This is meant to be an FYI at this point, I have some pics that I will post later on this issue.
Kirk was generous enough to donate a camshaft for me to cut apart, which I did last night. I will summarize what I found, some of this is most likely old news, some of it may be new. I'd like to share it with the list anyhow, just in case.
Cam Tube: 1. The hardness appears to be about Rc 30 or less, I was able to cut it with a regular carbon steel band saw blade.
2. The lobe and sprocket mounting areas are straight knurled, to raise the diameter of the shaft, allowing an interference fit for the lobes and sprockets.
1. The actual contact surface seems like it is Rc 50 or higher, my best guess would be about Rc 62 or so. I needed to cut the lobes with an abrasive wheel, and even then it was difficult.
2. There is a separate inner ring, that is pressed into the lobe. This ring seemed to be softer than the rest of the lobe, but harder than the tube. My best guess is about Rc 50 or so.
3. The inner ring has splines machined into the ID, parallel with the lobe centerline. IMO these are there to aid in ease of assembly (less contact area), and to increase the integrity of the assembly.
1. Appears to be Rc 50 or below, I cut it with an abrasive wheel fairly easily.
2. It does not have an inner ring like the lobes, but it does have splines machined into it like the lobes. Again, IMO for ease and integrity of assembly.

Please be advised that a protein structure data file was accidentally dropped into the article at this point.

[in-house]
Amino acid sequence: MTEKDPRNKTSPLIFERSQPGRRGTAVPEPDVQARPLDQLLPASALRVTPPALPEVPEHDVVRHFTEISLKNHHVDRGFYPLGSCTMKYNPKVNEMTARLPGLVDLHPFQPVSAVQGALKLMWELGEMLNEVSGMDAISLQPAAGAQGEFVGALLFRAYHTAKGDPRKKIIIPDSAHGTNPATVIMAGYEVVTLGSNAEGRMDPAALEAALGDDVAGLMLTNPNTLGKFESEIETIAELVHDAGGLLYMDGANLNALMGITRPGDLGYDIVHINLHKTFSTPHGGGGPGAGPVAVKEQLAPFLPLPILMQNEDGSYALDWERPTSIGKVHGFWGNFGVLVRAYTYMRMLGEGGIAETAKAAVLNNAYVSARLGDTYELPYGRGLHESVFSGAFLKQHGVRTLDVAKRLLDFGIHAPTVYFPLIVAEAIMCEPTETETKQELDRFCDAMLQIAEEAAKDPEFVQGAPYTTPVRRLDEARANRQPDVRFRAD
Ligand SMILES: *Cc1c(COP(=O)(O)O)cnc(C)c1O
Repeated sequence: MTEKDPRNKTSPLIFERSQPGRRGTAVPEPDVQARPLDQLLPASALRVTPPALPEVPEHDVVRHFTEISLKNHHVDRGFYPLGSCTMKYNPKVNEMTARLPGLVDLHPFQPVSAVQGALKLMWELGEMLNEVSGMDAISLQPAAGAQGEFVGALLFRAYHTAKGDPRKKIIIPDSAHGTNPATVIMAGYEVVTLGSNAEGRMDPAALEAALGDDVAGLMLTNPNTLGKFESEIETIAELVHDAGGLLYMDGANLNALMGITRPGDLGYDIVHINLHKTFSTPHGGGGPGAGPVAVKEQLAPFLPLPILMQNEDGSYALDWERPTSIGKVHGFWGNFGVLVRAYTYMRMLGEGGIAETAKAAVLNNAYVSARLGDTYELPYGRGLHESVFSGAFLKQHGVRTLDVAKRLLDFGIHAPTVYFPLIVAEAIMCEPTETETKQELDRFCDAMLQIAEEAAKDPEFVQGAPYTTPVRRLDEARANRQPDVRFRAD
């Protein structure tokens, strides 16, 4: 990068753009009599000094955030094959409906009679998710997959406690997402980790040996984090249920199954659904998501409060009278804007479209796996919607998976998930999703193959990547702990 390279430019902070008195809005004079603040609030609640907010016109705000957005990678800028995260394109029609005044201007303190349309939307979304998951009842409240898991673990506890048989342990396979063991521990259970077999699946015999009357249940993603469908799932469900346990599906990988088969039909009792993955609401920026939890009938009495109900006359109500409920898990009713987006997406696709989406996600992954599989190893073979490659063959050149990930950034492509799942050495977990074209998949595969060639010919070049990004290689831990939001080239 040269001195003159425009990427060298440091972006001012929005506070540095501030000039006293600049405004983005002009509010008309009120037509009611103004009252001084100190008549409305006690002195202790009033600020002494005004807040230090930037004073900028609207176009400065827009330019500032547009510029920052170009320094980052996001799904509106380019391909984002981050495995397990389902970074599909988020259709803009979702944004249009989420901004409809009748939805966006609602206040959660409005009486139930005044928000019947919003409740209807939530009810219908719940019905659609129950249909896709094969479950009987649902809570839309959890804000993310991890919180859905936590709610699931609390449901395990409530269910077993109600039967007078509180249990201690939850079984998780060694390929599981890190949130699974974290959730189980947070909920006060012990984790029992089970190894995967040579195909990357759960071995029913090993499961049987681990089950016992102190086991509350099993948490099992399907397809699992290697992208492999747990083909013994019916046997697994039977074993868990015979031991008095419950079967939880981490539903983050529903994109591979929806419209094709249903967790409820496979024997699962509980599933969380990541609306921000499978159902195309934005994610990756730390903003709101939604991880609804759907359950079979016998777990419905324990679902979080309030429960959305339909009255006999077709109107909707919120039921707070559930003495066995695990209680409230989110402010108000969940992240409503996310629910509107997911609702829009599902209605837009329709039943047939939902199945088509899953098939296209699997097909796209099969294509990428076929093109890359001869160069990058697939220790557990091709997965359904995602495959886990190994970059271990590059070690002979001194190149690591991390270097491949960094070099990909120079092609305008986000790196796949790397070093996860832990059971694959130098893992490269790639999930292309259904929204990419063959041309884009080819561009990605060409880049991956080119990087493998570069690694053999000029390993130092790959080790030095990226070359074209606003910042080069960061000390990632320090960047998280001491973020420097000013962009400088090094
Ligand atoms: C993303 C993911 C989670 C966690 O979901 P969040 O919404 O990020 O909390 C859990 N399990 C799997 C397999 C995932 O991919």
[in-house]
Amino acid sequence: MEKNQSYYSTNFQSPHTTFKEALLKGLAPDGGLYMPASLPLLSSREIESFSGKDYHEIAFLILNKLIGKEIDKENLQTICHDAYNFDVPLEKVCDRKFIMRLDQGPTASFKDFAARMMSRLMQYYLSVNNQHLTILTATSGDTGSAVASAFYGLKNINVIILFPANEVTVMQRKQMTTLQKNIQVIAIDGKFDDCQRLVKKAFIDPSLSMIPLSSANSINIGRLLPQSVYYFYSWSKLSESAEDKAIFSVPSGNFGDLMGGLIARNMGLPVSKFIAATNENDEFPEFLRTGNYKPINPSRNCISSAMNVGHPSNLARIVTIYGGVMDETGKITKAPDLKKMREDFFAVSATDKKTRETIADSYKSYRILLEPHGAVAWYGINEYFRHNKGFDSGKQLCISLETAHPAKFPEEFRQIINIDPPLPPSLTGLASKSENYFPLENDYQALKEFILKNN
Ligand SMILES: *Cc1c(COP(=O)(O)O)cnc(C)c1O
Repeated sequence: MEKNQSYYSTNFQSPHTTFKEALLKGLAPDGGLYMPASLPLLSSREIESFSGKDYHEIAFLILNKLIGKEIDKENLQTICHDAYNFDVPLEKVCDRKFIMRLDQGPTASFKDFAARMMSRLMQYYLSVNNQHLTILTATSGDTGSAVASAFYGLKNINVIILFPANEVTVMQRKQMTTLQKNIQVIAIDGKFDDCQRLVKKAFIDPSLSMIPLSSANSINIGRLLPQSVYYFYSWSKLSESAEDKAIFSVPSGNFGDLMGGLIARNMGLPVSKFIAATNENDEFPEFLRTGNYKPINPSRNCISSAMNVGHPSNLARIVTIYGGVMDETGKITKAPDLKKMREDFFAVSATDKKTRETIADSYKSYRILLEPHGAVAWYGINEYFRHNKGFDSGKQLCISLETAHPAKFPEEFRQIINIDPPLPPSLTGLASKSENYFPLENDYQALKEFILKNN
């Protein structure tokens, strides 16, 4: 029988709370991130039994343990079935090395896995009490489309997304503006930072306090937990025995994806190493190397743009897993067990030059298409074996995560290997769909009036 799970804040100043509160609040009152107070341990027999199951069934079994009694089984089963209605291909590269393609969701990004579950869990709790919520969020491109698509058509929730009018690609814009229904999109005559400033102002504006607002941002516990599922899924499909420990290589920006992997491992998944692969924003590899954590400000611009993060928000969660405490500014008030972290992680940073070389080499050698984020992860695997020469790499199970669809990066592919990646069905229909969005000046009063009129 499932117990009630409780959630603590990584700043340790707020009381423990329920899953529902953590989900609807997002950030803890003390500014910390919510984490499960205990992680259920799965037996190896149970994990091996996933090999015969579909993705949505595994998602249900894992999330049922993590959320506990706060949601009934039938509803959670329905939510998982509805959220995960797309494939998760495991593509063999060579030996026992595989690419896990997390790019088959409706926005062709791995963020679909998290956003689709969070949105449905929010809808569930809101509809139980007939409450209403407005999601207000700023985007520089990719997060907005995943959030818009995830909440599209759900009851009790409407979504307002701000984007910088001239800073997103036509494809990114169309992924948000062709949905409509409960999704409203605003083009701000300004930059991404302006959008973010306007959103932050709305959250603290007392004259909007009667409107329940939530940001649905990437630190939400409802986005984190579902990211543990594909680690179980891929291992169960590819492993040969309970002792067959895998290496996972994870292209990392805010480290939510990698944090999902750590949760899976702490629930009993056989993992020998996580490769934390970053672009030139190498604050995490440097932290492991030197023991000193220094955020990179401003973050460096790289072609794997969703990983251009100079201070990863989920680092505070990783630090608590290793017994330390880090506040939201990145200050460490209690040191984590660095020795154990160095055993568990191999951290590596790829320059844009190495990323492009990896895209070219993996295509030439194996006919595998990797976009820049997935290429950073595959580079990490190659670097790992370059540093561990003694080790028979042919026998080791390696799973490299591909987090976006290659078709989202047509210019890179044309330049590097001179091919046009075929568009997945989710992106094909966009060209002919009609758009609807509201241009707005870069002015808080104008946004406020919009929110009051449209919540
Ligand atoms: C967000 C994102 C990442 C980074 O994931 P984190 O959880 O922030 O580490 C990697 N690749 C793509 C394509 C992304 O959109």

Timing chain sprocket flange:
1. This is a solid plug, splined and pressed into the camshaft tube. It has a straight knurl parallel to the centerline of the plug, again IMO to aid in ease of assembly and integrity of the assembled cam.
2. This will show in the pictures I will post later, but I am concerned about the amount of interference fit this flange has. There was hardly any material displaced in the camshaft bore where the plug is pressed in, and looks like another potential weak spot. I'll attach a pic here that Kirk sent me, so you all know the area I'm talking about.
I'd like to thank Kirk for the cam, hopefully working together as a group, we can learn more about these cams, potential failure causes, and general construction of the unit. IMO, it's the sharing of information that makes Kirk a real asset to the group, unlike some vendors who seem to think they have some sort of corner on the market.
A word about my estimations on Rockwell hardness: